There’s a shift towards Cloud/ SaaS offerings, Social BPM fever is starting to take hold after a few years in the wilderness and some are venturing into the Mobile space, are these viable roadmaps for vendors to look into or just hype for now ?
More and more business operations are outsourced today for companies to concentrate on core competence and that means you need to work with outsourcers in order to fully optimize or improve your business processes. So, despite ambiguity of the meaning of Social BPM, the social aspect of BPM should be supported by BPM software and that’s the trend we see today.
I dream of the day people can manage their own business processes, which may be a subprocess of some company’s process, and managers and workers interact to improve business processes using BPM software. Questetra has a lot of features focused on collaborative modeling like importing and exporting business process models with data definition and 100% web-based architecture. The Team Task feature, which enables defining of chat-like discussion tasks, helps collaborative execution. In addition to offering the SaaS edition, these software features are our first step towards the dream or, if it conforms to the definition, Social BPM.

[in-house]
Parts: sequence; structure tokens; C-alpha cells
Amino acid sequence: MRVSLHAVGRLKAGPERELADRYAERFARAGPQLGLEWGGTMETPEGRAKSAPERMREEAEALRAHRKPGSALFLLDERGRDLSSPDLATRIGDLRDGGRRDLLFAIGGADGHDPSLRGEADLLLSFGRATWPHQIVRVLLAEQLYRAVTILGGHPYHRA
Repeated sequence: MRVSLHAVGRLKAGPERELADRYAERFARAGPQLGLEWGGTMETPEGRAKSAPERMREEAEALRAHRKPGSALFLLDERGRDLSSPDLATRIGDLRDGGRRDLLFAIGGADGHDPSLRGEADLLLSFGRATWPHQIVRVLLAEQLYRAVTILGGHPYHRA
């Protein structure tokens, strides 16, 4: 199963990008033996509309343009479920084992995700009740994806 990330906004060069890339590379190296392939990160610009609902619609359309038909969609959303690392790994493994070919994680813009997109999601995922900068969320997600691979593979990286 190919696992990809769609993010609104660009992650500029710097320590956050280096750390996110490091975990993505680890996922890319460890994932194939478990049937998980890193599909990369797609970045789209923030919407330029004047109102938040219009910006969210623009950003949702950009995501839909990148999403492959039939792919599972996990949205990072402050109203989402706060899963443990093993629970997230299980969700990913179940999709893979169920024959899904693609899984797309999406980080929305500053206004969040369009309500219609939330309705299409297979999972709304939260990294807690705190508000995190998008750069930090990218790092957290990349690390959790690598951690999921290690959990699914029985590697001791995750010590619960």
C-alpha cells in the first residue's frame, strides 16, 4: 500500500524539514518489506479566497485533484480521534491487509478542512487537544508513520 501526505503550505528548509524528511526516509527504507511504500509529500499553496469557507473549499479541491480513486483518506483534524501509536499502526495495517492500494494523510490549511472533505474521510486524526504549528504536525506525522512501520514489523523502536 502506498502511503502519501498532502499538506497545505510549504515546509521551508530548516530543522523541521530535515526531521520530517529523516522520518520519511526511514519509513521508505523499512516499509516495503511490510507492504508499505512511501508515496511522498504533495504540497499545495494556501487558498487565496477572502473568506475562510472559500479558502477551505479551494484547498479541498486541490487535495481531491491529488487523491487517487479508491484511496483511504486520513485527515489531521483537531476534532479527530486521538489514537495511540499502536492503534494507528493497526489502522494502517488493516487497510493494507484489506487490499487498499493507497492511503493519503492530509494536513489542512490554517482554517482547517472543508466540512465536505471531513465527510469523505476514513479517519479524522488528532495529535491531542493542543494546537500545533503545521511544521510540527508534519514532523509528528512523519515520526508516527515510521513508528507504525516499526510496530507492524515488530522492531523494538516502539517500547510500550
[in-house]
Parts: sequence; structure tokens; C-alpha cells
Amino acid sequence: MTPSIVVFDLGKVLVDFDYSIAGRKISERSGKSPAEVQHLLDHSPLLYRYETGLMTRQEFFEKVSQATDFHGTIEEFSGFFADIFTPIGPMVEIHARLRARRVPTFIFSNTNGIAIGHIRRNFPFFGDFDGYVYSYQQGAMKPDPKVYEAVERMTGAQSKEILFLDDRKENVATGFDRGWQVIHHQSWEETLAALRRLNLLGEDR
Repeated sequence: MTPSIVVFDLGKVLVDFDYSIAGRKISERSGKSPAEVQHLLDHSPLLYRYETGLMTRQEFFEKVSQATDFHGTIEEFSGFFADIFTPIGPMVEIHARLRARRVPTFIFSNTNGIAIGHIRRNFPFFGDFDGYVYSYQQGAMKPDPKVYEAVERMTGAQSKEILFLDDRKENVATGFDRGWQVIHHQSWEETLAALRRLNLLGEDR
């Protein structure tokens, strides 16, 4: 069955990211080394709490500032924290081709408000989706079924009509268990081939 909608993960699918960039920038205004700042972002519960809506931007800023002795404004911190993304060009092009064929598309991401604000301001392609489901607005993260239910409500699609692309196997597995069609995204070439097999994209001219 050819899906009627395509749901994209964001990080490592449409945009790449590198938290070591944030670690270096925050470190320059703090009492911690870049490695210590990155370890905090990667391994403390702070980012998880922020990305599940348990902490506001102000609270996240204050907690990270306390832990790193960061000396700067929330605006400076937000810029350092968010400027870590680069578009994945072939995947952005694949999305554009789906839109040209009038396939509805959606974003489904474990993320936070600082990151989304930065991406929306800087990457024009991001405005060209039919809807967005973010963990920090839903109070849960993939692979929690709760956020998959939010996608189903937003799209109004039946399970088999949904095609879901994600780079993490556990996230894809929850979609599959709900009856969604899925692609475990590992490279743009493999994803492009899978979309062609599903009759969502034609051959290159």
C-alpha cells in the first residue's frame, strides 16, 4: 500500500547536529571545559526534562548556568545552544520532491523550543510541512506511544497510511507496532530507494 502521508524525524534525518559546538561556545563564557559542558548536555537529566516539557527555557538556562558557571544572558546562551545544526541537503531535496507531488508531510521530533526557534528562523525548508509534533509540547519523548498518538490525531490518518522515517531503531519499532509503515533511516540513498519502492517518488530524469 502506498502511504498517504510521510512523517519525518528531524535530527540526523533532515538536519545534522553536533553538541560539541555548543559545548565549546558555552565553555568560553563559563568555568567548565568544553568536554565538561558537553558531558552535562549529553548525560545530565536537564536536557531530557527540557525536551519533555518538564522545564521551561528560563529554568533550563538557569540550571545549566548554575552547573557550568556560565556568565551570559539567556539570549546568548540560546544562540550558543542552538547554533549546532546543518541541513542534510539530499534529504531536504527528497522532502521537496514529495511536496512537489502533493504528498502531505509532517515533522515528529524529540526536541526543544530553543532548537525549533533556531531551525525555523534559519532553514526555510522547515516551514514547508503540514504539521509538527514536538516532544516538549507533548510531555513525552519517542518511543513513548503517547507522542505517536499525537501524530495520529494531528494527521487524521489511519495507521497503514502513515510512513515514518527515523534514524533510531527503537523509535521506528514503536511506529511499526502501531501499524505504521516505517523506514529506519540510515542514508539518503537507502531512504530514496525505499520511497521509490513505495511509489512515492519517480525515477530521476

If there was one thing you could tell someone who is just starting out on the BPM journey what would it be ?
I think I am just starting out on the journey myself, but I would say… start small. You can download trial versions of BPM software (like this), and you can test-drive the software with a small but actual business p
rocess and then watch the flow and outcome
s of the process. You can learn and sense a lot from there.
What’s the next big thing you would like to see happening in BPM ?
Common APIs for process-engines to accommodate various task-execution client applications from various vendors and distribution of these client applications.
Finally, what next for Genichi Imamura ?
I would like to keep on contributing to making human-tasks more efficient all over the world including developing countries, or to realize a world with less waste of people’s productivity, like smart grids of electricity.